It was further learnt that the Caucus told the party leadership that if anything would be done about the matter, the entire Senate in plenary had to take the decision, which some senators had insisted that it would not be done. Oyegun, who spoke to journalists after a threehour closed-door session with the APC Senate Caucus, appealed to the warring parties to sheathe their swords in the interest of peace and national development.

Senate President, Dr. Bukola Saraki, stressed that peaceful coexistence of all the arms of government depended on mutual respects for institutions by stakeholders of such institutions. Oyegun, however, commended the National Assembly for extending a level of cooperation to the executive arm in spite of the persistent acrimony between the two arms.

He noted that if the Executive and the Legislative reached a rapprochement, in a matter of weeks, the country would experience tremendous progress in terms of socio-economic development and tackling the basic needs of the citizenry. He said: “I want to take tribute to the National Assembly for the degree of cooperation that they have been extending to the executive in spite of seeming differences under the surface. “Secondly, I want to say that we have now completed our consultations with the National Assembly and we are going to move forward from now.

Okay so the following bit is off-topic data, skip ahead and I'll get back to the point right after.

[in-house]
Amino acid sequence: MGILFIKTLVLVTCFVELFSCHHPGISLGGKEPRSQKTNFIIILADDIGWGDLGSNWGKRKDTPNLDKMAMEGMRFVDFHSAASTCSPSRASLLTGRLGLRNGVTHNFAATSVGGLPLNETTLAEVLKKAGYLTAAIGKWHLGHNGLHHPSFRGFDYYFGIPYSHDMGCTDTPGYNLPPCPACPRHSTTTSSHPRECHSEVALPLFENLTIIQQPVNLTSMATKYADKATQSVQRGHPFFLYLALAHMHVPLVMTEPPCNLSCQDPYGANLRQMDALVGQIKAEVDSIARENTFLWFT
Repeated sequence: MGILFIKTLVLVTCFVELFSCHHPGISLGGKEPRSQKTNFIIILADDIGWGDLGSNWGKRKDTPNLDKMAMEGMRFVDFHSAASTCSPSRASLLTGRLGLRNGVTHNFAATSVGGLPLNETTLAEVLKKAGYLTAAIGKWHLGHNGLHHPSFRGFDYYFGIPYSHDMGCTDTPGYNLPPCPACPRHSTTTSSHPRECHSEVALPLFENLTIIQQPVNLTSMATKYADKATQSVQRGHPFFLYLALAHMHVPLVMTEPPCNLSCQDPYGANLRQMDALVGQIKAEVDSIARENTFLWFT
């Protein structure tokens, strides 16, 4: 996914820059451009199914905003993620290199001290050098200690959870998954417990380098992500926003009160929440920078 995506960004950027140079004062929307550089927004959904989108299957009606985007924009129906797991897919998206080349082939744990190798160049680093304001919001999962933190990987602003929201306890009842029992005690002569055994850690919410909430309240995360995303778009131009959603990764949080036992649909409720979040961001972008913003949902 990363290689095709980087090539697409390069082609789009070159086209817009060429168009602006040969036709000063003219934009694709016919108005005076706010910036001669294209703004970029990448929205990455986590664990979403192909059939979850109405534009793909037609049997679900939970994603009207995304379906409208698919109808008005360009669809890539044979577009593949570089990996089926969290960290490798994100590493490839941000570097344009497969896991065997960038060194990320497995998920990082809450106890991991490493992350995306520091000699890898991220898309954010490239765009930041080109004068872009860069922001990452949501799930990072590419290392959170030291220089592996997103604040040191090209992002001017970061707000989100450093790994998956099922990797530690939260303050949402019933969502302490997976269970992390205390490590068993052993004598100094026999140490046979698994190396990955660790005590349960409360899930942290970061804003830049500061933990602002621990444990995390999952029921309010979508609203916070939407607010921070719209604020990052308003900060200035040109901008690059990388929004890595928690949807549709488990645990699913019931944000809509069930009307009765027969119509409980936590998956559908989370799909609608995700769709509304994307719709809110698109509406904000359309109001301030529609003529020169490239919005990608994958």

“One appeal I have to make that it is necessary for all underlined at all levels of government is to maintain some level of respect and civility to one an- other. My appeal is, as we start now the process of reconstructing relationships and consultations, there should be what I will call a ceasefire in terms of the kind of abuse that is used all round on one institution of government or the other, even principal parties of these institutions.

“Once that is done, I can assure you and assure the nation that in the next couple of weeks, we will have a new level of amity, cohesion, cooperation and mutual respect between the different arms of government and the party; the executive, the national assembly and the party.

“We have assurance that the budget is going on and is going on very well. I might as well say it and I should have said it when we were inside that the report I get, or the briefing I get from the Minister of Budget is that the National Assembly has been very, very cooperative in the interactions between both his ministry and also between the different ministries and the National Assembly.”